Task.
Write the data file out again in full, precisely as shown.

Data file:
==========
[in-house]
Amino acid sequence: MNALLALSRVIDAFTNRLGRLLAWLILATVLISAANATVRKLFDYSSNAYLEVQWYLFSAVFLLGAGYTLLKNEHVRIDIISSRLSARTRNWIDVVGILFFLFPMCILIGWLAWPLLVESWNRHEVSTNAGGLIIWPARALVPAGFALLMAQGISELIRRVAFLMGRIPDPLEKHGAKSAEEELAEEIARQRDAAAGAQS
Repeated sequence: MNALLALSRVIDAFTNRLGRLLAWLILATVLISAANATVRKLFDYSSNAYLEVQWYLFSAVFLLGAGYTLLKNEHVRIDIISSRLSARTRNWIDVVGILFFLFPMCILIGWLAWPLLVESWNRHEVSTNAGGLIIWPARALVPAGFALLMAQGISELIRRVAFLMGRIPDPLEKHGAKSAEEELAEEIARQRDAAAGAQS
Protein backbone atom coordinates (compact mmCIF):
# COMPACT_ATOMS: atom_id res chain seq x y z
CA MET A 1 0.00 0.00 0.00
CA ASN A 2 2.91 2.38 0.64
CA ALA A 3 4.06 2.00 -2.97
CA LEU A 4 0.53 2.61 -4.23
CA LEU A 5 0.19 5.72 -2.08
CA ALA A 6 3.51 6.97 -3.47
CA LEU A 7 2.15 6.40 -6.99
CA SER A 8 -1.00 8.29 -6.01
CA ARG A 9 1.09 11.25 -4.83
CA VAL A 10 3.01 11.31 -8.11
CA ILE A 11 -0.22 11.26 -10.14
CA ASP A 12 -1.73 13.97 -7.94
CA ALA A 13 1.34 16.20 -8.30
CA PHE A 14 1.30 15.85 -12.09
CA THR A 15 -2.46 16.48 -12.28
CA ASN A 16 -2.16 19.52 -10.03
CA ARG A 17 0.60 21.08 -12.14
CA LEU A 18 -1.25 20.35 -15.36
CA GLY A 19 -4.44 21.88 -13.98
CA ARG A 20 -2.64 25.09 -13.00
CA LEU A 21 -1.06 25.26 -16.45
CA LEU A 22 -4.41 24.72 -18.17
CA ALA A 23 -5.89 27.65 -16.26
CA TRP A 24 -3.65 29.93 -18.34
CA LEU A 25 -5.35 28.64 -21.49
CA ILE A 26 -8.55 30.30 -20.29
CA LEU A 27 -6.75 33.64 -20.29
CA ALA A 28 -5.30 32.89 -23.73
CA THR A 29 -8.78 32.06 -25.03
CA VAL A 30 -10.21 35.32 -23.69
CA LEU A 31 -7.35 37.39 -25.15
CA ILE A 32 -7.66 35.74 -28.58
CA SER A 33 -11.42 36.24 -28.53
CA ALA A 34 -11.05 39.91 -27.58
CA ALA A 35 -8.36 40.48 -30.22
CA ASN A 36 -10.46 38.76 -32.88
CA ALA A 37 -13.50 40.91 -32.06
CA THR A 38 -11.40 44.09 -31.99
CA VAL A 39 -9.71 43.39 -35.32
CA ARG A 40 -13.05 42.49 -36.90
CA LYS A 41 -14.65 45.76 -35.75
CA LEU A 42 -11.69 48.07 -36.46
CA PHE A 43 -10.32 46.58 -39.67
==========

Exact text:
[in-house]
Amino acid sequence: MNALLALSRVIDAFTNRLGRLLAWLILATVLISAANATVRKLFDYSSNAYLEVQWYLFSAVFLLGAGYTLLKNEHVRIDIISSRLSARTRNWIDVVGILFFLFPMCILIGWLAWPLLVESWNRHEVSTNAGGLIIWPARALVPAGFALLMAQGISELIRRVAFLMGRIPDPLEKHGAKSAEEELAEEIARQRDAAAGAQS
Repeated sequence: MNALLALSRVIDAFTNRLGRLLAWLILATVLISAANATVRKLFDYSSNAYLEVQWYLFSAVFLLGAGYTLLKNEHVRIDIISSRLSARTRNWIDVVGILFFLFPMCILIGWLAWPLLVESWNRHEVSTNAGGLIIWPARALVPAGFALLMAQGISELIRRVAFLMGRIPDPLEKHGAKSAEEELAEEIARQRDAAAGAQS
Protein backbone atom coordinates (compact mmCIF):
# COMPACT_ATOMS: atom_id res chain seq x y z
CA MET A 1 0.00 0.00 0.00
CA ASN A 2 2.91 2.38 0.64
CA ALA A 3 4.06 2.00 -2.97
CA LEU A 4 0.53 2.61 -4.23
CA LEU A 5 0.19 5.72 -2.08
CA ALA A 6 3.51 6.97 -3.47
CA LEU A 7 2.15 6.40 -6.99
CA SER A 8 -1.00 8.29 -6.01
CA ARG A 9 1.09 11.25 -4.83
CA VAL A 10 3.01 11.31 -8.11
CA ILE A 11 -0.22 11.26 -10.14
CA ASP A 12 -1.73 13.97 -7.94
CA ALA A 13 1.34 16.20 -8.30
CA PHE A 14 1.30 15.85 -12.09
CA THR A 15 -2.46 16.48 -12.28
CA ASN A 16 -2.16 19.52 -10.03
CA ARG A 17 0.60 21.08 -12.14
CA LEU A 18 -1.25 20.35 -15.36
CA GLY A 19 -4.44 21.88 -13.98
CA ARG A 20 -2.64 25.09 -13.00
CA LEU A 21 -1.06 25.26 -16.45
CA LEU A 22 -4.41 24.72 -18.17
CA ALA A 23 -5.89 27.65 -16.26
CA TRP A 24 -3.65 29.93 -18.34
CA LEU A 25 -5.35 28.64 -21.49
CA ILE A 26 -8.55 30.30 -20.29
CA LEU A 27 -6.75 33.64 -20.29
CA ALA A 28 -5.30 32.89 -23.73
CA THR A 29 -8.78 32.06 -25.03
CA VAL A 30 -10.21 35.32 -23.69
CA LEU A 31 -7.35 37.39 -25.15
CA ILE A 32 -7.66 35.74 -28.58
CA SER A 33 -11.42 36.24 -28.53
CA ALA A 34 -11.05 39.91 -27.58
CA ALA A 35 -8.36 40.48 -30.22
CA ASN A 36 -10.46 38.76 -32.88
CA ALA A 37 -13.50 40.91 -32.06
CA THR A 38 -11.40 44.09 -31.99
CA VAL A 39 -9.71 43.39 -35.32
CA ARG A 40 -13.05 42.49 -36.90
CA LYS A 41 -14.65 45.76 -35.75
CA LEU A 42 -11.69 48.07 -36.46
CA PHE A 43 -10.32 46.58 -39.67